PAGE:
Liam Neeson is the go to man these days, especially if it involves a stoic one man army you'd want on your side of the camp to go up against any adversary. Pierre Morel's Taken established Neeson as one man you would not want to cross, and Unknown continues to a lesser degree that he can really break some bones, and with some serious brains to match that level of brawn as well. Having conquered the human species, it's about time someone cast Neeson to tear through the animal world, and Joe Carnahan does just that with The Grey, putting him in Alaska with a bunch of blue-collared workers constantly threatened by wild wolves.
Hired by a company to protect its employees out in the Alaskan wild from wolves by shooting to kill using his sniper rifle, Ottway (Liam Neeson) contemplates ending his own life given the loss of his wife (Anne Openshaw), since being alone in the cold and the wild probably played tricks on one's mind given the depressive environment with the lack of warmth, and a rowdy bunch of workers he's bounded to protect. But it's soon his turn to be rotated out together with a plane load of fellow colleagues, if not for an electrical storm to somewhat take the whole plane down, and they crash land into the wild. With a survivor count of seven, they soon discover that being alive and kicking may not necessarily be a good thing, for they are surrounded by a wolf pack all ready to prove who's the boss in the wilderness.
Joe Carnahan, responsible for action oriented films like Smokin' Aces and The A-Team, reunites with one of his leading men in the latter film and took things down a couple of notches with this effort, with The Grey playing out more like a disaster film, where the survivors must huddle together over their differences in character that provide constant friction, made worst when morale is low, and danger and death looms over the horizon. From the get go the filmmakers captured the effects of death well, and the aftermath of how such effects have on others who survive, especially playing up on the guilt complex. One of the most heartbreaking scenes early on involve having to deal with a dying man - what one would have to do and say, in order to provide for a less painful, fearful departure. Or the rituals that harks back to our baseline humanity of treating the departed with respect, even if there are those who may choose not to in the name of primal survival.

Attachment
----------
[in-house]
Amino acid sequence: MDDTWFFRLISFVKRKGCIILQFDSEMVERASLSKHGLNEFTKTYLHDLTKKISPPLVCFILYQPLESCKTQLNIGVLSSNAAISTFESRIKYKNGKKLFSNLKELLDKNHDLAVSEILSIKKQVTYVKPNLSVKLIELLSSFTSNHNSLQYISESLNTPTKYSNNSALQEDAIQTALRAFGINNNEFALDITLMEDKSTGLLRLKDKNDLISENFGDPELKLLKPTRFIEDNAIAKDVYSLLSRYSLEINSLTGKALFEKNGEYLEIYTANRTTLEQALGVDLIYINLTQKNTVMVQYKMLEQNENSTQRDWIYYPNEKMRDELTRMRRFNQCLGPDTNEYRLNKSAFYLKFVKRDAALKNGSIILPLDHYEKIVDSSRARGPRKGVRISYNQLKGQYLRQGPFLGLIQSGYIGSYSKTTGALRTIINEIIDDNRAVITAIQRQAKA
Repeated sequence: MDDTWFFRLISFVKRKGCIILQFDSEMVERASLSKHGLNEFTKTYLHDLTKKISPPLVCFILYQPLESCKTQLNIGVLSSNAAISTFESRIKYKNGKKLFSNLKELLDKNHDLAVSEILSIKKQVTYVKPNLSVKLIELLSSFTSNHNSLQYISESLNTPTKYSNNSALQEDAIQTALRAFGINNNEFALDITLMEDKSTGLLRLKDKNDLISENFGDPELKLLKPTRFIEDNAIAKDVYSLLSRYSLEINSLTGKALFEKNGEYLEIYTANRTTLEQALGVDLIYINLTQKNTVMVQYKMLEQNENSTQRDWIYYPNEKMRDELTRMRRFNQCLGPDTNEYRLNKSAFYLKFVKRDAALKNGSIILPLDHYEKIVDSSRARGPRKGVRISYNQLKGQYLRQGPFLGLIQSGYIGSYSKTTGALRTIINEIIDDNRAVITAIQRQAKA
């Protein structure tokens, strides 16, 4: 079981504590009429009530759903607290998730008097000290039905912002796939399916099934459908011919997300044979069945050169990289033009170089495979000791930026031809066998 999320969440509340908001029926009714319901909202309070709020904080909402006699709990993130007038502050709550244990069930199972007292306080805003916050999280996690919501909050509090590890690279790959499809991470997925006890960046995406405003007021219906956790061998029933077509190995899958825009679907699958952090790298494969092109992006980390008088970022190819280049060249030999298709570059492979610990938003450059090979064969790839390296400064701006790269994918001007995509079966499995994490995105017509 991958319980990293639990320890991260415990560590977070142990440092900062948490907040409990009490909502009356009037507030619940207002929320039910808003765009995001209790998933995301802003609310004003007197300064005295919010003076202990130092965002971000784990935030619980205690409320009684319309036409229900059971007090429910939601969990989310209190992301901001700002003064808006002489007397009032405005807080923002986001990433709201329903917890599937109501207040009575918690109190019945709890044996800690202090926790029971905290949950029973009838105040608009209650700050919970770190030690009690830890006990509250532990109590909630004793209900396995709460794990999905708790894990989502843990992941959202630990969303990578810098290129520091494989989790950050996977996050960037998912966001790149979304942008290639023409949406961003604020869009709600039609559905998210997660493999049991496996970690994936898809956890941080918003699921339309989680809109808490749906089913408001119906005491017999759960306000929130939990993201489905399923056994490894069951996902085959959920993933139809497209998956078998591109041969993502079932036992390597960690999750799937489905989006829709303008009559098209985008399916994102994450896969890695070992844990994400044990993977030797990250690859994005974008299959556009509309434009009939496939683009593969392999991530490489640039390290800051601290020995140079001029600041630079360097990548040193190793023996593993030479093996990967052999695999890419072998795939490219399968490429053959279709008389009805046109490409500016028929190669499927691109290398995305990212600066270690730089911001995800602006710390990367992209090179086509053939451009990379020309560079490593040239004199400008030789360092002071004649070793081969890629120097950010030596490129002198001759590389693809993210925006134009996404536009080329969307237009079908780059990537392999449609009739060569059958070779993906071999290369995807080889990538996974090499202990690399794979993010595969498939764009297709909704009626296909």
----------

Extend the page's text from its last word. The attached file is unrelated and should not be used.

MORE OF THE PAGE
As with almost all contemporary Liam Neeson starring films, he plays yet another man with something of a plan, stepping up to lead a bunch of rag tags to make it out alive in the harsh environment that threaten to devour them in a blanket of icy snow. He becomes like a one man McGuyver as noted by a compatriot, who knows just about everything they need to know about their common enemies - the landscape as well as the wolves constantly nipping at their party. It's almost like a battle of wills, rather than an all out actioner, with survivors staring death down in the eyes, and constantly moving and using their wits to get through unpredictable weather conditions, playing it all out like a psychological game instead.
Containing many harrowing scenes playing upon incidents that could happen to anyone, with hypotheticals of how would one fare if caught in a similar situation between a rock and a hard place, The Grey accomplished a lot more by showing a lot less, frequently employing cut aways or fade outs to provide deliberate gaps, that would happen in real life as well, such as black outs, or time taken to doze off, before awakening to new realities that demand immediate action even when in a daze. The amazingly haunting musical score by Marc Steitenfeld also provides the film with another mesmerizing dimension that plays on the unknown fate that the party will face, and will keep you at the edge of your seat when accompanying some death-defying moments.
What made The Grey stand out is not its action sequences, where episodes have been almost revealed in its trailer to the final detail, but for the more dramatic moments involving the interaction of the survivors and their group dynamics. At times lapsing into caricatures, such as the coward, the stoic supporter, the loud mouthed, and the de-facto leader who has to step up rather reluctantly, lead and make a stand, the narrative dedicates ample time to provide a lot more layers to the characters, allowing you to get chummy with and empathize with their predicament, rooting for everyone to survive their ordeal even as the odds began to stack against their favour, and allowing you to feel a little tingle in your heart for those who would fall.
Probably Joe Carnahan's least flashy film to date, being more meditative than a wham-bang action flick from start to end, don't leave the cinema hall just yet when the end credits roll, otherwise you will short change yourself of the film's actual finale. Recommended stuff, and more so if you're a fan of Neeson's recent take on kick-butting characters.